Nigerian President Muhammadu Buhari claimed in late November that weapons from the Ukraine-Russia war are showing up in the Lake Chad Basin region, where they’re helping terrorist groups and making chronic security problems worse.
Addressing leaders at the 16th Summit of Heads of State and Government of the Lake Chad Basin Commission (LCBC)), Buhari said:
“Weapons being used for the war in Ukraine and Russia are equally beginning to filter to the region. This illegal movement of arms into the region has heightened the proliferation of small arms and light weapons which continues to threaten our collective peace and security in the region.”
The statement was signed and released by Buhari’s special advisor on media and publicity, Femi Adesina, on November 29.
Buhari’s claim, however, is unsubstantiated. There have been no public reports of arms from the Eastern European conflict coming into the Lake Chad Basin region. Nor did Buhari provide any evidence to back up the assertion.
Buhari won Nigeria’s 2015 presidential election on a counter-terrorism platform. But despite years of conflict and humanitarian losses, Boko Haram, one of the longest-operating Islamist military groups in Africa, and ISIS-West Africa (ISIS-WA), continue to attack security forces across the region.
Boko Haram has carried out multiple attacks “on religious and political groups, local police, and the military, as well as indiscriminately attacking civilians in busy markets and villages,” the Council on Foreign Relations reports.
Long-running insurgencies by Boko Haram and other groups were responsible for more than 350,000 deaths through the end of 2020, a United Nations report found. Most of those deaths – 314,000 – were from indirect causes, such as lack of food or other basic needs, with the remainder involving combatants.
According to the U.S. Department of State, Boko Haram and ISIS-WA have used “small arms, captured military equipment, detonated IEDs” to “carry out hundreds of attacks in Nigeria.” Cameroon, Niger, Chad and Nigeria created a Multinational Joint Task Force (MNJTF) to combat these groups and provide humanitarian aid in the Lake Chad region and elsewhere.
In his remarks to the commission, Buhari did not specify who he believes is diverting the weapons and how. But one authoritative report that examined the matter, published in September of 2021, said arms have coming not from outside the region – but from the spoils of successful militant attacks.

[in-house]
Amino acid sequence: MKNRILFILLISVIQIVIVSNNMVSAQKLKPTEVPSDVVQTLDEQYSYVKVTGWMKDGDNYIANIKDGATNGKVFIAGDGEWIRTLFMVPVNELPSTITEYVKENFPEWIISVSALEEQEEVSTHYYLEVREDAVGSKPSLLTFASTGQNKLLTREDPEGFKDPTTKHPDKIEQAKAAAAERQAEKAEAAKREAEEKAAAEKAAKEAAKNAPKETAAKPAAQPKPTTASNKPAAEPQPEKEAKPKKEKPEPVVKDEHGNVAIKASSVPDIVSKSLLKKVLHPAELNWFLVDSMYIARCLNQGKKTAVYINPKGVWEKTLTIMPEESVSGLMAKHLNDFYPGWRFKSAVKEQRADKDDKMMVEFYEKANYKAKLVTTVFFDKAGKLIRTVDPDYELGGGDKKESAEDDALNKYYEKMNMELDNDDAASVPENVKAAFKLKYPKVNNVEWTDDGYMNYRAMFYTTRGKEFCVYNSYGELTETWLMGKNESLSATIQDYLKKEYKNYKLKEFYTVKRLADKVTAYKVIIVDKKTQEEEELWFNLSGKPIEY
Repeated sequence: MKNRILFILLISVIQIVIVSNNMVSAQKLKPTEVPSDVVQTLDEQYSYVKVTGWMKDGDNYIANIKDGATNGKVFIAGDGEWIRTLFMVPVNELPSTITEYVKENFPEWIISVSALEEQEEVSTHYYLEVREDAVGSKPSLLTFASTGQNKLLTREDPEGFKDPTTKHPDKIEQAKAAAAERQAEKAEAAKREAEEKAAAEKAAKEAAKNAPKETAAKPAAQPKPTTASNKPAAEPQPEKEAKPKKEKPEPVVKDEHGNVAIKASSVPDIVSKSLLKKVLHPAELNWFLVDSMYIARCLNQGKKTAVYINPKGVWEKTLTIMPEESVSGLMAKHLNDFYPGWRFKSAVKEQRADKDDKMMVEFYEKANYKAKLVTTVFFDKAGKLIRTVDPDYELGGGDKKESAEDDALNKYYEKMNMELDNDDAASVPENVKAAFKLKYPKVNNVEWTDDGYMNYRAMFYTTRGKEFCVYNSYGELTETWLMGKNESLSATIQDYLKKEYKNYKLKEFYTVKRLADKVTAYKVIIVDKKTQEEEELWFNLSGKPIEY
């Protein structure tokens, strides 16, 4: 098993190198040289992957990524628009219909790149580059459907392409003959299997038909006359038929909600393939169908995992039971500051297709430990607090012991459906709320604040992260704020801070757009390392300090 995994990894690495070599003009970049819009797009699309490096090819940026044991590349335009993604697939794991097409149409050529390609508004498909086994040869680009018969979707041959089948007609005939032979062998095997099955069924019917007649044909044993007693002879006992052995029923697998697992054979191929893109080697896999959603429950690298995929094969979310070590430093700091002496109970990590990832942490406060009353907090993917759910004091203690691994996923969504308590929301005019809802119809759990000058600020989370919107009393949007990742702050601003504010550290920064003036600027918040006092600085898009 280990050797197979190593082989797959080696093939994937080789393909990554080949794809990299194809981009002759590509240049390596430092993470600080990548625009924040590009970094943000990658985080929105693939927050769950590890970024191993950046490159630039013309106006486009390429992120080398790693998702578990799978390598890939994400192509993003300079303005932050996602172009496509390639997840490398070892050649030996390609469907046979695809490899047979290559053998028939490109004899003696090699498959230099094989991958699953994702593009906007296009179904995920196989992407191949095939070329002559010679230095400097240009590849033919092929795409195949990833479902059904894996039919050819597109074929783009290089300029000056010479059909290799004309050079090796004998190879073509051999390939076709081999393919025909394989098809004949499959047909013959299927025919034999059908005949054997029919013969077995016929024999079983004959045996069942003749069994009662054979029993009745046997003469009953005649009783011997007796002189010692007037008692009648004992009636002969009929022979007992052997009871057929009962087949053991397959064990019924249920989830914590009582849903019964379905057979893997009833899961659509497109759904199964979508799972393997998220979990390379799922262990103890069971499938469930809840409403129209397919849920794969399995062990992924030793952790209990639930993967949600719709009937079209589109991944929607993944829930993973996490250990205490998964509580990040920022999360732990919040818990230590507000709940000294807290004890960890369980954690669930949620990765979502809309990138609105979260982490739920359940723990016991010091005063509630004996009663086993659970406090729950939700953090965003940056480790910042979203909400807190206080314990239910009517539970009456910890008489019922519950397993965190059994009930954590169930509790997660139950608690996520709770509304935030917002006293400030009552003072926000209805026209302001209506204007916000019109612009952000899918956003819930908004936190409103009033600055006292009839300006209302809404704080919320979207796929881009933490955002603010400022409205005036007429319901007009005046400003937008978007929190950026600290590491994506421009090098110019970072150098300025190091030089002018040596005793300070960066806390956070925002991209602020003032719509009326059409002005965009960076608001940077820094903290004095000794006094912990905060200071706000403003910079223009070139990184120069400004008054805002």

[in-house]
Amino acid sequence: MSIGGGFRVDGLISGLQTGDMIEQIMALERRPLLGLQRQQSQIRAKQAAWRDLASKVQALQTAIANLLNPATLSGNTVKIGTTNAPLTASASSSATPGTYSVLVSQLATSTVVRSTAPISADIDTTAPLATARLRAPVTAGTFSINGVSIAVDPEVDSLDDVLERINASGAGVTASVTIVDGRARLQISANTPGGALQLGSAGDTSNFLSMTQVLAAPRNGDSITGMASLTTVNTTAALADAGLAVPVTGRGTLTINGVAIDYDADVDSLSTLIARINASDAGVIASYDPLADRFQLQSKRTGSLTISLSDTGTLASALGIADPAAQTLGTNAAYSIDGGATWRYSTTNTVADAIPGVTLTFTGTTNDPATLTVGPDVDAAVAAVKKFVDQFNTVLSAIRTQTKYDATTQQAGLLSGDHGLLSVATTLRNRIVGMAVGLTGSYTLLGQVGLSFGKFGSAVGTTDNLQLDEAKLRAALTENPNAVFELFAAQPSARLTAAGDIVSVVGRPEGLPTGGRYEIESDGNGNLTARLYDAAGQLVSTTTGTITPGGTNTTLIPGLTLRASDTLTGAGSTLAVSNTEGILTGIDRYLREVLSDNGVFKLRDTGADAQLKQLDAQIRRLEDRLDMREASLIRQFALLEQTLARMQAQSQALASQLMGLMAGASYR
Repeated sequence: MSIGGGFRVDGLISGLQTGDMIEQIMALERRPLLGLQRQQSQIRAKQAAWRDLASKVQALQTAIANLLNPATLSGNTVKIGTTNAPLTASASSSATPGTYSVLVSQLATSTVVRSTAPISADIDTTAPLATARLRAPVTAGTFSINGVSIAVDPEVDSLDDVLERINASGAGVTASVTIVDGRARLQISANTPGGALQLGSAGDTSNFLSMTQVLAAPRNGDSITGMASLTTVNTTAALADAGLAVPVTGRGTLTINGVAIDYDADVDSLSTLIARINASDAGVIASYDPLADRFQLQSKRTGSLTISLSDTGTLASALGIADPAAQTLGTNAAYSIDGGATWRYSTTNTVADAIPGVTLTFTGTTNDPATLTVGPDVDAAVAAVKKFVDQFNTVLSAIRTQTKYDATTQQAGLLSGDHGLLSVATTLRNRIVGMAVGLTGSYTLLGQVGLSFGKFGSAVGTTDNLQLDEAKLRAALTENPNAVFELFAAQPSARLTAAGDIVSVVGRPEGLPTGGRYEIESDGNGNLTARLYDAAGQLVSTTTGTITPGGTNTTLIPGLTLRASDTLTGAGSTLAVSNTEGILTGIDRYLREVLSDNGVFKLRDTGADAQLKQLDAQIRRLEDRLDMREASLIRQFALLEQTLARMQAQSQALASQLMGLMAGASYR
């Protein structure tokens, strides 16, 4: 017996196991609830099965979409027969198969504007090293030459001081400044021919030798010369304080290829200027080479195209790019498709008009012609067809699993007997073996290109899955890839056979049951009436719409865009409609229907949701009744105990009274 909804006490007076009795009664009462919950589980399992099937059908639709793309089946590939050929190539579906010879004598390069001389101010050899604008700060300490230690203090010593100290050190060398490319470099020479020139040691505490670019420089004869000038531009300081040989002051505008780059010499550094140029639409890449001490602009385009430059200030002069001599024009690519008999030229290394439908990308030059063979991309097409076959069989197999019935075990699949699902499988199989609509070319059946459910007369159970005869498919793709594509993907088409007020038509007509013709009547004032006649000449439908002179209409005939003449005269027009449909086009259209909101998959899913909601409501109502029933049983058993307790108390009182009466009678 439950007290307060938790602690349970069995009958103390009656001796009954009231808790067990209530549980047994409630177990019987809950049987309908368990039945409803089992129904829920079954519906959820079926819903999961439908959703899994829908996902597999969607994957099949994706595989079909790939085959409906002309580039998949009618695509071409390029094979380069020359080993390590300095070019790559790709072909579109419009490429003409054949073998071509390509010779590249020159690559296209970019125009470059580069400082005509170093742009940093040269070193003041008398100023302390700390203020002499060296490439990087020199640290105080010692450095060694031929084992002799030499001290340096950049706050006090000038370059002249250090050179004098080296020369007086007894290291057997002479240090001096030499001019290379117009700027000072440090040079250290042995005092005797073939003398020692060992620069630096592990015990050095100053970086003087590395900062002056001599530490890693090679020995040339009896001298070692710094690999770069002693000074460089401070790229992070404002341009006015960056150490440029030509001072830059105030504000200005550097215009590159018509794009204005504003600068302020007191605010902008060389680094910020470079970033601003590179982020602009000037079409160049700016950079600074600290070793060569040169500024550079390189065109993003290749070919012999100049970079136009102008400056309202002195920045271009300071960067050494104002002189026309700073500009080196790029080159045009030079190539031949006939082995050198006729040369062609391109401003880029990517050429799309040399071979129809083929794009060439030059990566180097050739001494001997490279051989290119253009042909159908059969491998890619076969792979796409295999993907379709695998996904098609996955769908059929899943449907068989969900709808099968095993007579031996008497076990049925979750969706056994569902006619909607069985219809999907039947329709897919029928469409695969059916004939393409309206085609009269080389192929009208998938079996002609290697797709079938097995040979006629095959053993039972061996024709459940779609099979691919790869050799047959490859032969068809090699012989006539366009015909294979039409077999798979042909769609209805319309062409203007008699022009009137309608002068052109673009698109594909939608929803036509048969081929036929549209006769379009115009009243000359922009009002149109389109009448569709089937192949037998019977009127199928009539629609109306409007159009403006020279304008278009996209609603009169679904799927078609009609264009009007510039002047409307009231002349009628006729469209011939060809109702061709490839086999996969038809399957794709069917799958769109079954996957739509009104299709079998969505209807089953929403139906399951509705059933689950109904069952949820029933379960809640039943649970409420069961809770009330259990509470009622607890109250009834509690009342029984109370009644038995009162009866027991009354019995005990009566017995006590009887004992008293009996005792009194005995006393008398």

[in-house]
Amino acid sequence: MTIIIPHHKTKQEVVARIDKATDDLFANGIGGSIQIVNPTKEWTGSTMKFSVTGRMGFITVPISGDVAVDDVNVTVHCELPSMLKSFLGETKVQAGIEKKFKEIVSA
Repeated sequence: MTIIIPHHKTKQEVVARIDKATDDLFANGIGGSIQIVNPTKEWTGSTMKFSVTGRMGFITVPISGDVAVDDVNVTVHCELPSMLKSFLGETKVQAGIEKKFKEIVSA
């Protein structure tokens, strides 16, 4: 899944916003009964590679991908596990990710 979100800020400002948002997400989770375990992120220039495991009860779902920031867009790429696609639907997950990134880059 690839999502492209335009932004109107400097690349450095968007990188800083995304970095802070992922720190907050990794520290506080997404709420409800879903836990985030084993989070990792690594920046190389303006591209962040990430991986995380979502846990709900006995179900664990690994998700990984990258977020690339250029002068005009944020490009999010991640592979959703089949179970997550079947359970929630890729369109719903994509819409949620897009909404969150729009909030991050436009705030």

According to the International Peace Information Institute, an independent research group based in Belgium that tracks the arms trade, part of the problem is failed leadership of the multinational task force itself.
“The quantity of seized small arms and light weapons is so great that it has sustained the insurgency in the Lake Chad Basin region for over a decade,” the institute said. “In fact, the study almost certainly significantly underestimates the true scale and scope of the challenge.”
For one section of the report, the authors cited data on “more than 500 reported incidents of attacks on security sector personnel in the Lake Chad Basin region since January 2015 in which a Boko Haram faction is the likely perpetrator.”
Those attacks resulted in nearly 2,400 dead security troops, with almost 2,000 of the total from Nigeria. The report said lack of readiness, corruption and low morale all contributed to the loss of weapons to the attackers:
“A gun truck, fitted with a machine gun will frequently transport several tins of linked cartridges totaling hundreds of rounds of ammunition. A soldier may carry at least two or three magazines of 20 or 30 bullets each on his or her person. When a base is overrun, crew-served weaponry such as machine guns, mortars and towed as well as self-propelled artillery will frequently be left behind, as will thin-skinned and armoured vehicles…
“More than 100 of the recorded attacks can be described as significant in terms of losses of materiel. 'Significant' is defined as an incident in which one of the following three criterion is met: (a) 10 or more weapons are seized; (b) 1,000 or more rounds of ammunition are seized; or (c) 1 or more gun trucks — or 'technicals' as these vehicles are frequently called — or armoured vehicles are seized.”
In October, the United Nations office for Disarmament Affairs published a report on arms dynamics in the Lake Chad region. In regard to sources:
"Main sources of illicit materiel are diversions from regional national stockpiles (mainly through raids and theft, and corruption to a lesser extent), materiel ‘recycled’ from previous conflicts in the region, as well as craft production...
"Tracing of recovered materiel by specialist organizations indicates that diversions from the respective national stockpiles of [Lake Chad Basin] security and defense forces, as well as proliferation of pre-2011 Libyan stockpiles and leftovers from other conflicts in Africa are the main sources of weapons and ammunition held by Boko Haram. Materiel is acquired locally, either through battlefield capture or purchased on the illicit market."
The Nigerian president, a retired general, has been faulted for failing to make good on promises to resolve the security issues and wipe out Boko Haram. As recently as September, he described the group as “fraudulent people” and claimed they’d been defeated.
But Boko Haram remains a deadly threat. Most recently, on November 22, attackers killed an estimated 30 Chadian troops “and made off with their equipment, including heavy weapons,” Al Jazeera and other outlets reported.
The United States has provided Nigeria with helicopters, aircraft and other military equipment, some for use in fighting Boko Haram and other insurgencies.